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Volunteer Police Cadets, Stockport Unit, Greater Manchester Police

Supporting image for showcase 'Volunteer Police Cadets, Stockport Unit, Greater Manchester Police'
Supporting image for showcase 'Volunteer Police Cadets, Stockport Unit, Greater Manchester Police'
  • County name: Greater Manchester
  • Group/School name: Stockport Cadets
  • Age group: 11+
  • Group type: Youth Group

During 2020-21 the Volunteer Police Cadets, which empowers its young volunteer cadets to lead on social action projects, worked on an initiative looking at heritage and preventing heritage crime. This was with the support and a grant from Historic England, input from Young Voices Heard which specialises in youth social action. The programme  referenced the many types of war memorials as part of our heritage and Police Cadet units annually join other uniformed groups in an annual march past or attendance at Remembrance Day events.

As with so many projects Covid-19 impacted the proposed initiatives, and the result was a far greater emphasis on online activity than anticipated. In the autumn of 2020, a ‘War memorial and remembrance’ challenge was developed. Cadets attending online meetings were briefed on the project encouraging them to research, undertake a condition survey on or design a war memorial. As most were able to visit a local war memorial as part of their daily exercise or as they travelled to and from school this acted in place of their normal role at Remembrance Services or events.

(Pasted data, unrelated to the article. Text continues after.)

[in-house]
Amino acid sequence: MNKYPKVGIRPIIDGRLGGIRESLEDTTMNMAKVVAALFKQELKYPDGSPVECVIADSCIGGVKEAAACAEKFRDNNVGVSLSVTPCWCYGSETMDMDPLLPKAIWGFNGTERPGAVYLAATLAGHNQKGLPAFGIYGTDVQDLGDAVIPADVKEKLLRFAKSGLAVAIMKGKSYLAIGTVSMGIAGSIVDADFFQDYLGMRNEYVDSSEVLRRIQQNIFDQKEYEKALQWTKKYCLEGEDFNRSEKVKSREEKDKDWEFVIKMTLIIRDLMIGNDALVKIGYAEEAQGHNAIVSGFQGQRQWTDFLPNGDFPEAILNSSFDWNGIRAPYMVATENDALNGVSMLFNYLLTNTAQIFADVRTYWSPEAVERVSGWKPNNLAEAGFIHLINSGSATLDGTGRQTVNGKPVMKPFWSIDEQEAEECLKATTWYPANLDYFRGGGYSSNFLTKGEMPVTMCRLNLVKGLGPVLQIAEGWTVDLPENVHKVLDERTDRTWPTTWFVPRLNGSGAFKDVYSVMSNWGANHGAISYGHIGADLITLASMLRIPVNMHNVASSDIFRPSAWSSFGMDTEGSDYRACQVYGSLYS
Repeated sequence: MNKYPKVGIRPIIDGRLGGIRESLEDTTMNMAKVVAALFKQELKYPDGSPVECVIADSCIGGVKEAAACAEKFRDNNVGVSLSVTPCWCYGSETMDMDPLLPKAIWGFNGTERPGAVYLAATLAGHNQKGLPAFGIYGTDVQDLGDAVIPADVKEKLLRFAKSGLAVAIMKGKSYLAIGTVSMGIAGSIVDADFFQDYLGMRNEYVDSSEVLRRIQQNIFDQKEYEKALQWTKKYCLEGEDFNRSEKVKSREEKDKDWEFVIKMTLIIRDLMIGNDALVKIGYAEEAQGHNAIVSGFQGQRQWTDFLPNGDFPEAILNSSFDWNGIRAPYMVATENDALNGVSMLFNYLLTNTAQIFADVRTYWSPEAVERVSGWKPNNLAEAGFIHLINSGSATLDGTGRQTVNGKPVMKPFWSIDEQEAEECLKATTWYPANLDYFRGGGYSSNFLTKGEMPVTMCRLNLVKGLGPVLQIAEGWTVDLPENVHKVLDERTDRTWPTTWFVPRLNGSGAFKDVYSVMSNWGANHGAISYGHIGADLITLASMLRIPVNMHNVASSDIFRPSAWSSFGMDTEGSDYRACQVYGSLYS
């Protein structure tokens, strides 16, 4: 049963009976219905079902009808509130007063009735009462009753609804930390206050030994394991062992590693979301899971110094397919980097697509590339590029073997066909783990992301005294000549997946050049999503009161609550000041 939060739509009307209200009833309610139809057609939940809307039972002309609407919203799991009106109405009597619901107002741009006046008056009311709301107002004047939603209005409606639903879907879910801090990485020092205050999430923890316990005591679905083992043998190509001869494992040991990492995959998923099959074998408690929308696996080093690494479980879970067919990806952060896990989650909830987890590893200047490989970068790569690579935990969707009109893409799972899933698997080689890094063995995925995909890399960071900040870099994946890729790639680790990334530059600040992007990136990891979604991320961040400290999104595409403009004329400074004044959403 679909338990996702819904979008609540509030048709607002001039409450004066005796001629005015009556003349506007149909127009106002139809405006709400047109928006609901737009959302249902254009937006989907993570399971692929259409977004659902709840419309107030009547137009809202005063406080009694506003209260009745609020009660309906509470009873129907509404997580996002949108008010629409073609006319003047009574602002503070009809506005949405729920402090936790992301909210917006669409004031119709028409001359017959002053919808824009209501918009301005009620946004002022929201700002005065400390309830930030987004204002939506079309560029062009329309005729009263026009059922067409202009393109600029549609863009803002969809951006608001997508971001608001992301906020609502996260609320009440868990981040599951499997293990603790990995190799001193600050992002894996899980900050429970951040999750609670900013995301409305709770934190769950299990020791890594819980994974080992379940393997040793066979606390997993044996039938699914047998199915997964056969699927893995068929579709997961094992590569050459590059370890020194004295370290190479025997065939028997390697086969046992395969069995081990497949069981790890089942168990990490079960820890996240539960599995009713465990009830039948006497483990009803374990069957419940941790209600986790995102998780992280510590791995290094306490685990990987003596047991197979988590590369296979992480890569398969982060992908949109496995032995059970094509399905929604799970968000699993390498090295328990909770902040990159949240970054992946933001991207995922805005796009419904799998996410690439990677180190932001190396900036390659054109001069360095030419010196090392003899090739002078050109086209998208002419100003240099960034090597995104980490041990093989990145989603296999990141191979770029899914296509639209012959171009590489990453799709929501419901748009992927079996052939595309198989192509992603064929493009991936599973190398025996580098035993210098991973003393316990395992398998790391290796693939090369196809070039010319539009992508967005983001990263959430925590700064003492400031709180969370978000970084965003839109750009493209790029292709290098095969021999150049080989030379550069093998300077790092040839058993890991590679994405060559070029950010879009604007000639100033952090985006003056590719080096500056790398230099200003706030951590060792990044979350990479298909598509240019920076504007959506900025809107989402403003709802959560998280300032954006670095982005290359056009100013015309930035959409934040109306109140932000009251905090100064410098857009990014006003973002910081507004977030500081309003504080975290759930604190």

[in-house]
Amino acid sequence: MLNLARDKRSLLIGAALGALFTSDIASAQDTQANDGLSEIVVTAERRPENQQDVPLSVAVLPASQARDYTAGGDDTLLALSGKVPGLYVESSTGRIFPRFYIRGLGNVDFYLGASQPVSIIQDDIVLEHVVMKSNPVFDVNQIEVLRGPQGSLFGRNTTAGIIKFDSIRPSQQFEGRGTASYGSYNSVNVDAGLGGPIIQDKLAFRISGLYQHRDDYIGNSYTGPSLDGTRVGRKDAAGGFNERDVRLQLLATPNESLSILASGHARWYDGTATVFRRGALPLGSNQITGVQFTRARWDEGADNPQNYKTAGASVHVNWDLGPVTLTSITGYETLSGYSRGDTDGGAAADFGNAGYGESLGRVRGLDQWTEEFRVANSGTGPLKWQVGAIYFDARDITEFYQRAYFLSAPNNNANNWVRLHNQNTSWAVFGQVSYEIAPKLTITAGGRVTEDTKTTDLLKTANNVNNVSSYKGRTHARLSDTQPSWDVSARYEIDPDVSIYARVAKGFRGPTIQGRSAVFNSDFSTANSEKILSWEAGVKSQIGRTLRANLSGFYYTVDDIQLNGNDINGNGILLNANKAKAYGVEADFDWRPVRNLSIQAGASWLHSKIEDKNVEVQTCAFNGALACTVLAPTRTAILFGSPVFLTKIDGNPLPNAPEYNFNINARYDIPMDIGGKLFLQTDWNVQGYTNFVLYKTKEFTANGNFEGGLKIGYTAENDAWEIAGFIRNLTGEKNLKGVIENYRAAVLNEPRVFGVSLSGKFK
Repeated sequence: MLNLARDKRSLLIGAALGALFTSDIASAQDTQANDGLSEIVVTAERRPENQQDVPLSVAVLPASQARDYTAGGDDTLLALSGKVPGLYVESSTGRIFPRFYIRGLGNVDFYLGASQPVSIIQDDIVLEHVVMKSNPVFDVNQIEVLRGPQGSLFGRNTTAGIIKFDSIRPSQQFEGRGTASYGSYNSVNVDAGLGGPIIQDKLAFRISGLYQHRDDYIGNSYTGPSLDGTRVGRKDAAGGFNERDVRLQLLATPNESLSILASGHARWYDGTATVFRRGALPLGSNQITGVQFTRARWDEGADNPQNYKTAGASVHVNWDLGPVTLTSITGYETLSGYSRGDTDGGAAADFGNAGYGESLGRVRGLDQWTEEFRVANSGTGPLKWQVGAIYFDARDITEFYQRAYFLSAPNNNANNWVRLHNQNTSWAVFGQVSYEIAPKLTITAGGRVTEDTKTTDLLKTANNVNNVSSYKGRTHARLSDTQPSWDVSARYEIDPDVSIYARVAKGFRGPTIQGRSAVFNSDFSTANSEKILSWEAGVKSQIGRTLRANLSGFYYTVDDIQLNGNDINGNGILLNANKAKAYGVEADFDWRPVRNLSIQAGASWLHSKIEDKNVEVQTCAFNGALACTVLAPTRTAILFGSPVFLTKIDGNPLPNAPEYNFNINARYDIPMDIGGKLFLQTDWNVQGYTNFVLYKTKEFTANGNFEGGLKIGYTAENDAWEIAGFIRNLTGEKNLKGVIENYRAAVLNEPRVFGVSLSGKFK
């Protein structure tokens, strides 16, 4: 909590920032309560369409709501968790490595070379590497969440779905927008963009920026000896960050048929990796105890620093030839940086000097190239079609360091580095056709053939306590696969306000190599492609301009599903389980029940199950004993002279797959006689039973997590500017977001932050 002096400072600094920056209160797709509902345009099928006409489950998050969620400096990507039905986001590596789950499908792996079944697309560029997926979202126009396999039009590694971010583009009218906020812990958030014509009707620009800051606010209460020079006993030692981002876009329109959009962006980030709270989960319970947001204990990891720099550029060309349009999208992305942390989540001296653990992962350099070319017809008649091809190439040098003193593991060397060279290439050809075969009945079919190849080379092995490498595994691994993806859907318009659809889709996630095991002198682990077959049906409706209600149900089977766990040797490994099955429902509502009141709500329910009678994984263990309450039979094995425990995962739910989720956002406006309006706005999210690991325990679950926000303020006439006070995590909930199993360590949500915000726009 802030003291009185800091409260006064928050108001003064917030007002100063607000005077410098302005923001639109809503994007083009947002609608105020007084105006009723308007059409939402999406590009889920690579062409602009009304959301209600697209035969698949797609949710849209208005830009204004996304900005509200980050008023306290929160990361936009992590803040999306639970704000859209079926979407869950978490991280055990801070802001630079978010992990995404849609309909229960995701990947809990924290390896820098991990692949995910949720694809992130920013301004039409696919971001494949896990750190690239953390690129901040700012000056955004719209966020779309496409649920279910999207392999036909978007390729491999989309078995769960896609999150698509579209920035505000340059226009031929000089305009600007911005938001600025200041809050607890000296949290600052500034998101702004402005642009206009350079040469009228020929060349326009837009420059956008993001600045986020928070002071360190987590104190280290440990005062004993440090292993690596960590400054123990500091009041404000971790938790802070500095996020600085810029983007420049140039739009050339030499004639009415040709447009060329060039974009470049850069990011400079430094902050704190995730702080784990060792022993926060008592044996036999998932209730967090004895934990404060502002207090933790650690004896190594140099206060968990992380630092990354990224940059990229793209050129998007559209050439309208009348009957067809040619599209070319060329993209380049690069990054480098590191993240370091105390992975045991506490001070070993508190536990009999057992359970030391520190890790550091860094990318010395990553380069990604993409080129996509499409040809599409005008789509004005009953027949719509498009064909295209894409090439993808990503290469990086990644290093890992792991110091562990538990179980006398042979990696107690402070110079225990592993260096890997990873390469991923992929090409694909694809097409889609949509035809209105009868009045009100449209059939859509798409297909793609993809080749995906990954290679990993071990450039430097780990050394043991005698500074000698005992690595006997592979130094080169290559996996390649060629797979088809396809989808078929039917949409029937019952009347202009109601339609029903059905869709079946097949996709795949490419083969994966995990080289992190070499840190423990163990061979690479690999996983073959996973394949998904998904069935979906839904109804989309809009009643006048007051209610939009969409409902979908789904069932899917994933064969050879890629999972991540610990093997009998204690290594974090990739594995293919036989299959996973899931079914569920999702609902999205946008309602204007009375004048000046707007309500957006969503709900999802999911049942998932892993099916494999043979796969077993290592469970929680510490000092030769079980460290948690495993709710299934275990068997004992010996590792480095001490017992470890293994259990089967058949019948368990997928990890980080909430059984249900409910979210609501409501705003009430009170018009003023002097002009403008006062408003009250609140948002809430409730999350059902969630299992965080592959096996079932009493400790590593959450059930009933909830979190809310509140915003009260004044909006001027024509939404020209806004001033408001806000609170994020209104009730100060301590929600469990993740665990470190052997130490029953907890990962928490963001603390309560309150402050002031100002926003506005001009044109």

Materials from War Memorials Trust’s Learning website as well as the details for War Memorials Online were provided as part of information packs. Alongside this was material from Historic England, some of which was developed with the Trust between 2014-19 as part of the First World War Memorials Programme demonstrating the ongoing value of that work.

Eighteen Cadet Units across England responded to the challenge to get involved including one in Stockport, Greater Manchester, which received a Certificate of Excellence for their social action. They all agreed to research and explore war memorials near to where they lived with a view to updating the War Memorials Trust website.  

The lower image above right shows some of the 16 new War Memorials Online records they added. They also uploaded photographs to 10 missing images and updated a further 10 with condition reports and/or comments.  

The Unit reported that, “it gave us a focus and a reason to get outside, go for some exercise; a walk, a run, a bike ride, to enjoy the fresh air and to find points of interest on our doorstep which we’ve seen but not properly taken notice of. It was something we did as a team and helped pull us together.” This demonstrates the mental health benefits of projects such as War Memorials Online which can get people engaged and active in outdoor projects.   

The Unit also highlighted how they got involved because they cared about their war memorials heritage, “We could not take part in the Remembrance Day parade this year, so this is a good way for us to continue to play our part and enable us to keep remembering people who served their country.”

 Cadets from other units that engaged with the programme were awarded training certificates and some individuals were awarded merit and excellence social action awards including one who visited seven of her local war memorials to produce a report on each as her challenge.

 Too often there is an assumption that young people are not aware of their war memorials. Programmes like this are vital to demonstrate that this is not the case. Engaging young people and supporting them as they discover more about our war memorials, the people commemorated and their role in our heritage ensures we are ensuring tomorrow’s custodians are equipped to protect and conserve war memorials in the years ahead.  

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